Dangerous Distilled Water?
Most recent answer: 01/09/2015
- Nicole Anderson (age 66)
Berkeley Ca, USA
Some of those claims about distilled water being dangerous are bizarre. For example, that site claims "The most toxic commercial beverages that people consume (i.e. cola beverages and other soft drinks) are made from distilled water. Studies have consistently shown that heavy consumers of soft drinks (with or without sugar) spill huge amounts of calcium, magnesium and other trace minerals into the urine." Cola has lots of phosphoric acid and all soda has intense carbonation, thousands of times higher than water picks up from CO2 in the air . That soda can create mineral deficiencies tells us nothing about the effects of distilled water. By the time that water gets into our gut, which is already intensely acid, the CO2 from the air makes essentially no difference.
So the question becomes whether any of the metal ions (Ca++, Mg++, Li+, etc.) absent from distilled water but found in tap water, particularly hard tap water, improve health. Since most of the minerals we need (Ca, Mg,...) are obtained mainly from food, not water, we would not expect to see a dramatic effect. Nevertheless some studies find correlations between good cardiovascular health and some trace minerals in water supplies. (See, e.g., ,
) I don't think any clinical trials have demonstrated that these dissolved minerals are actually protective, but the correlations at least suggest the possibility.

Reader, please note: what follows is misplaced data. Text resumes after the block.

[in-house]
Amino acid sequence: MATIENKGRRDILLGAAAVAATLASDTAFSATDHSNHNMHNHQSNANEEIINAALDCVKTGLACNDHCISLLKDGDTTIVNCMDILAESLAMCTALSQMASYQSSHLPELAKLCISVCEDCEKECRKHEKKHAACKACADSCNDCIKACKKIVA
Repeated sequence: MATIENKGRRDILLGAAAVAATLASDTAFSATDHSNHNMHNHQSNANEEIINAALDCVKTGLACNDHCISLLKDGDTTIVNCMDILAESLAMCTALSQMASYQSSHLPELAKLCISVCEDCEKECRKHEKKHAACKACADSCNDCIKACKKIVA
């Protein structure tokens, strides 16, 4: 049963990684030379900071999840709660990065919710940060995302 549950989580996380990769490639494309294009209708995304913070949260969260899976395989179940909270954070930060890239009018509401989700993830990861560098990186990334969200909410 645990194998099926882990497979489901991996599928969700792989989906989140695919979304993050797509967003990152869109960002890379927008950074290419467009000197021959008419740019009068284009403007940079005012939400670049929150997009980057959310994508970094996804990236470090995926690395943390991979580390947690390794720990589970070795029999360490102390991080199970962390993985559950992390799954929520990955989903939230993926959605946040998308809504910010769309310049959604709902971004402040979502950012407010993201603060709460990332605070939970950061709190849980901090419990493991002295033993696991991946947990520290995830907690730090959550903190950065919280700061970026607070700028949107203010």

Bottom line: The website you linked to about the dangers of distilled water is indeed baloney. The small amounts of dissolved minerals and CO2 in different water supplies are not a major perturbation on our intake of minerals, acids, and bases from various foods. Nevertheless, it's possible that drinking tapwater is marginally better for you thanks to some dissolved minerals. If, on the other hand, your water supply has Pb or Cd or pesticides, you'd be better off with distilled water.
(published on 01/09/2015)
Follow-Up #1: Is drinking distilled water safe?
- Monica Schott (age 41)
Santa Cruz, Bolivia
I can't debunk that article. It's based on actual scientific studies, of variable quality, of the effects of de-ionised water on health. The mechanisms discussed are at least plausible. There are no strange fantasies or irrelevant scare stories, unlike the Mercola article. So whether or not the conclusion of the article with respect to the importance of Mg++ in drinking water is correct (beyond our expertise) the article doesn't come close to meeting our rigorous standards for the "baloney" name.
Notice that even in the worst case, there would be no danger in occasionally drinking distilled water. It's not toxic. (DIstilled water subsequently piped through lead or cadmium contaminated pipes is another thing!) The question is whether routine replacement of tap water with distilled water could lead to deficiencies in some mineral nutrients present in typical tap water. One suspects that would depend partly on what else is in the diet.
(published on 08/11/2015)